Many non-profit corporations are organized and operated as non-shareholder entities. It is relatively unusual for a non-profit that has qualified as a 501(c)(3) entity to be owned by shareholders. Clearly the assets of the corporation cannot inure to the benefit of its shareholders, even if it is dissolved.
The value of the shares is not monetary. Their value lies in the ability of shareholders to nominate new members to the Board.
The shareholder agreement, which was first signed in 1977 and then updated in 1985, was attached as an exhibit to the Complaint. It was poorly drafted in several respects. Its essential provisons were:
- Each shareholder has 16 shares, with a value of $1 per share. (In 1977, there were five shareholders, each owning 12 shares.)
- Any shareholder who wishes to transfer his shares to any other person must first offer them to the corporation, which has a 30-day option to purchase them for the price paid for them - i.e., the $16.
- The agreement does not say what happens if the corporation does not exercise the option. The conclusion would be that the shareholder is then free to transfer the shares to another person.
- The complaint asserts that the remaining shareholders may exercise the option if the corporation does not do so. I do not see that in the agreement.
- A majority of the shareholders may buy out a shareholder involuntarily. (Effectively, with four shareholders, all of the other three would have to agree to buy out the fourth.)
The wife, Kathryn Washburn, is herself a member of the Cato board, and would certainly want to move cautiously.
Since the lawsuit is essentially aimed at forcing the executor to comply with the agreement, it is likely that it should have been filed in the probate court in D.C. where the estate was presumably opened. (The Last Will and Testament of Niskanen was attached as an exhibit to the complaint, which means an estate has been opened and the will has been filed.)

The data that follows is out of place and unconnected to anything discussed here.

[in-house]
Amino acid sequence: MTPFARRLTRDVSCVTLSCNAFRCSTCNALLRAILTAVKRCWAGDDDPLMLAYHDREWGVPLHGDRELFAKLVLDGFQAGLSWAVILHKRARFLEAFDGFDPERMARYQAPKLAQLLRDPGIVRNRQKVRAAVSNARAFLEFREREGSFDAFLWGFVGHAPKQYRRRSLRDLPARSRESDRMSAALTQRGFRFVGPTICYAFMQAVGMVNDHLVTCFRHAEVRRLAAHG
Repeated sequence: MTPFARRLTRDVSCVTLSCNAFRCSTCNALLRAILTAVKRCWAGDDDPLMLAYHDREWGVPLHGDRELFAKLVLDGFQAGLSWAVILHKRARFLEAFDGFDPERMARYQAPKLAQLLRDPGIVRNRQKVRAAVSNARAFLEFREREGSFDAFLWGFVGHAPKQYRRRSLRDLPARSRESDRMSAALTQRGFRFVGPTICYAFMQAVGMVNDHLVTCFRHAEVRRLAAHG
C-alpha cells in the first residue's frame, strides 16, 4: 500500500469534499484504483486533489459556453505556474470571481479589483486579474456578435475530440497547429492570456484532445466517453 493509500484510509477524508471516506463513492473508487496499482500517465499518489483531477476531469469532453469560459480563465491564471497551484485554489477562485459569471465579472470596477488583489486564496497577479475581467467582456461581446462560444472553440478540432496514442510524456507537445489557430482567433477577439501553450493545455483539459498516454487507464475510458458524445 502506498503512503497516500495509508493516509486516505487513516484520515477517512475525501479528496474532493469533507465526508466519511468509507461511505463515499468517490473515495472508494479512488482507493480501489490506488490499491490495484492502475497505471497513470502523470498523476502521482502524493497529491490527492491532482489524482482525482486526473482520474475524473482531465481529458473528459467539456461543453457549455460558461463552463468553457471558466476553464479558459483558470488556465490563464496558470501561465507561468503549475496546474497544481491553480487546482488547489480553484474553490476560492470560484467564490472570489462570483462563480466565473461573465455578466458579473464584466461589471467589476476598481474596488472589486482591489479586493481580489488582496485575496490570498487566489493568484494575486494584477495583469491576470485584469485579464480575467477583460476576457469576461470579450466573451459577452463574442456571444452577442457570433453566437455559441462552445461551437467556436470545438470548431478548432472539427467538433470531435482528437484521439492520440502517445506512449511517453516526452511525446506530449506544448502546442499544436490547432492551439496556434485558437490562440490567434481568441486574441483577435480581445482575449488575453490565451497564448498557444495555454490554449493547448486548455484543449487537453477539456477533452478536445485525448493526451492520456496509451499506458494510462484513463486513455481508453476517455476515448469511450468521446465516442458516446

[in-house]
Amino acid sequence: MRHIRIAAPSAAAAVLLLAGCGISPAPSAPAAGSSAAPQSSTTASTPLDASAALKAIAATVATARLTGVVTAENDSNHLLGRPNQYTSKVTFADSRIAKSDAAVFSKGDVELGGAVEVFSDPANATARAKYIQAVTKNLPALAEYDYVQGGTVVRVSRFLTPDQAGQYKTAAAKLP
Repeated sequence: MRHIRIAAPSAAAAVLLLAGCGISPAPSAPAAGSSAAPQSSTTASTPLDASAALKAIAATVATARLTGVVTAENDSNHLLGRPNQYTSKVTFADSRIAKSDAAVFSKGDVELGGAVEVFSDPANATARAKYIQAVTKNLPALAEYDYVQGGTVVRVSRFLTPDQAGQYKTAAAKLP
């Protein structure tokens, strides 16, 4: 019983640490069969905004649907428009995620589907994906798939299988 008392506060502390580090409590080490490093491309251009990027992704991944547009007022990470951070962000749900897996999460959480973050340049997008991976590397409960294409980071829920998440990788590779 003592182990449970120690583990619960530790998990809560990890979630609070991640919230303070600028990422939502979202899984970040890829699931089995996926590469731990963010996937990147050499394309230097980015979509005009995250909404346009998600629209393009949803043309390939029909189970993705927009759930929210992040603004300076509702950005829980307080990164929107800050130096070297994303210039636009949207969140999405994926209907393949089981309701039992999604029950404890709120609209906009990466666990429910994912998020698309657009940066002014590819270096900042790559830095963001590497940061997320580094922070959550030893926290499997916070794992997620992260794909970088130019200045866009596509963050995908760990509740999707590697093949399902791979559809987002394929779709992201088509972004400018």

The will provides for a cash bequest to Niskanen's children, and then the residuary estate is to be divided among his wife, the Cato Institute, and the Institute for Justice. It does not mention or direct the disposition of the Cato shares. Thus, if the executor makes the offer and Cato does not act on it, the 16 shares could have to be divided equally, or as close to equally as possible, among those three recipients. Thus the Cato Institute itself would succeed to the ownership of five or six shares.
The shareholder agreement does not even mention the death of a shareholder, which was a major omission. It should have provided for automatic redemption of the shares on the death of a shareholder. Then there would be no need to wait for the executor to do anything, and no need for the corporation to make any decision.
This situation leaves Ed Crane and the board in a quandary. If the shares are in fact absorbed by the company, this would leave the Kochs as two of the three remaining shareholders, amplifying their ability to continue their current course of adding members of their choosing to Cato's Board of Directors. If the Board declines to repurchase the shares, then the executor would be free to sell or transfer the shares to a person of her choice, assuming that she could get approval of the probate court or consent of the residuary legatees - one of which is the Cato Institute itself - to do so.
Theoretically, as this situation replays itself - and it will, as the current shareholders age - the number of shareholders could shrink until only one person is left. The last one alive would then have full control of the board of the organization.